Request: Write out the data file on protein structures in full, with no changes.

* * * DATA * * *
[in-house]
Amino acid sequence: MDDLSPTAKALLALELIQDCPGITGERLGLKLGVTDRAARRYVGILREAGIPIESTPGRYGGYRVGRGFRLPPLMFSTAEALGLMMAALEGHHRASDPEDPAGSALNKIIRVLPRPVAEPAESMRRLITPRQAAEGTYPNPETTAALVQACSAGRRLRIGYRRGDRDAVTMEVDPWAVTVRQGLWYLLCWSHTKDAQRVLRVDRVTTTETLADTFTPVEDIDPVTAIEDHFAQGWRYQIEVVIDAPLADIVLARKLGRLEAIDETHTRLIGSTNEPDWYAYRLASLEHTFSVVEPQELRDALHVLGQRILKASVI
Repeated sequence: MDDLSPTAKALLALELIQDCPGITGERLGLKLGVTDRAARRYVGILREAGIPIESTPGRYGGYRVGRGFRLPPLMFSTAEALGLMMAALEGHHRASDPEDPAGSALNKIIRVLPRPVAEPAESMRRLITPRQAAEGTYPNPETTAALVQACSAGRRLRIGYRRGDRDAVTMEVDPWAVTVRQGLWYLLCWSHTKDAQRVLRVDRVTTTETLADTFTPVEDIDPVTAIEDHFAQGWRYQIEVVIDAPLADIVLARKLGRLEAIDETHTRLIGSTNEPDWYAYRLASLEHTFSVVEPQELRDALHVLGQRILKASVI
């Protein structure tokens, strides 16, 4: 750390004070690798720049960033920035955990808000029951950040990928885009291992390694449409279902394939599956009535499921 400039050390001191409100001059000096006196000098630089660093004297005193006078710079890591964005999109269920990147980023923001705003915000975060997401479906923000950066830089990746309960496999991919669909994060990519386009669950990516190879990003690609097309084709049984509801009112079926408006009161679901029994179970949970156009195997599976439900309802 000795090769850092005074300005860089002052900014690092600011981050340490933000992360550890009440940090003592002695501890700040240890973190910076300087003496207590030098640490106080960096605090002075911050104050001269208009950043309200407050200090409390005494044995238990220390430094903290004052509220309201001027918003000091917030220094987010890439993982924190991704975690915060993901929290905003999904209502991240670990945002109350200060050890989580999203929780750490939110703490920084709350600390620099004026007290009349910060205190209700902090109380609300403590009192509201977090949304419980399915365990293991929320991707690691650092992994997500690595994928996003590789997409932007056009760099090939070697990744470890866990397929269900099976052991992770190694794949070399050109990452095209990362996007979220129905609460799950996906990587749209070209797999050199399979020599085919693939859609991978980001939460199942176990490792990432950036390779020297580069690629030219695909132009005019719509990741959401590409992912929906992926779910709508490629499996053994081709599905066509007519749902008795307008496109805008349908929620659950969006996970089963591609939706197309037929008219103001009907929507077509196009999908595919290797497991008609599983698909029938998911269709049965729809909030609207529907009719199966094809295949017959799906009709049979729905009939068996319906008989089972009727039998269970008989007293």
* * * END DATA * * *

[in-house]
Amino acid sequence: MDDLSPTAKALLALELIQDCPGITGERLGLKLGVTDRAARRYVGILREAGIPIESTPGRYGGYRVGRGFRLPPLMFSTAEALGLMMAALEGHHRASDPEDPAGSALNKIIRVLPRPVAEPAESMRRLITPRQAAEGTYPNPETTAALVQACSAGRRLRIGYRRGDRDAVTMEVDPWAVTVRQGLWYLLCWSHTKDAQRVLRVDRVTTTETLADTFTPVEDIDPVTAIEDHFAQGWRYQIEVVIDAPLADIVLARKLGRLEAIDETHTRLIGSTNEPDWYAYRLASLEHTFSVVEPQELRDALHVLGQRILKASVI
Repeated sequence: MDDLSPTAKALLALELIQDCPGITGERLGLKLGVTDRAARRYVGILREAGIPIESTPGRYGGYRVGRGFRLPPLMFSTAEALGLMMAALEGHHRASDPEDPAGSALNKIIRVLPRPVAEPAESMRRLITPRQAAEGTYPNPETTAALVQACSAGRRLRIGYRRGDRDAVTMEVDPWAVTVRQGLWYLLCWSHTKDAQRVLRVDRVTTTETLADTFTPVEDIDPVTAIEDHFAQGWRYQIEVVIDAPLADIVLARKLGRLEAIDETHTRLIGSTNEPDWYAYRLASLEHTFSVVEPQELRDALHVLGQRILKASVI
């Protein structure tokens, strides 16, 4: 750390004070690798720049960033920035955990808000029951950040990928885009291992390694449409279902394939599956009535499921 400039050390001191409100001059000096006196000098630089660093004297005193006078710079890591964005999109269920990147980023923001705003915000975060997401479906923000950066830089990746309960496999991919669909994060990519386009669950990516190879990003690609097309084709049984509801009112079926408006009161679901029994179970949970156009195997599976439900309802 000795090769850092005074300005860089002052900014690092600011981050340490933000992360550890009440940090003592002695501890700040240890973190910076300087003496207590030098640490106080960096605090002075911050104050001269208009950043309200407050200090409390005494044995238990220390430094903290004052509220309201001027918003000091917030220094987010890439993982924190991704975690915060993901929290905003999904209502991240670990945002109350200060050890989580999203929780750490939110703490920084709350600390620099004026007290009349910060205190209700902090109380609300403590009192509201977090949304419980399915365990293991929320991707690691650092992994997500690595994928996003590789997409932007056009760099090939070697990744470890866990397929269900099976052991992770190694794949070399050109990452095209990362996007979220129905609460799950996906990587749209070209797999050199399979020599085919693939859609991978980001939460199942176990490792990432950036390779020297580069690629030219695909132009005019719509990741959401590409992912929906992926779910709508490629499996053994081709599905066509007519749902008795307008496109805008349908929620659950969006996970089963591609939706197309037929008219103001009907929507077509196009999908595919290797497991008609599983698909029938998911269709049965729809909030609207529907009719199966094809295949017959799906009709049979729905009939068996319906008989089972009727039998269970008989007293």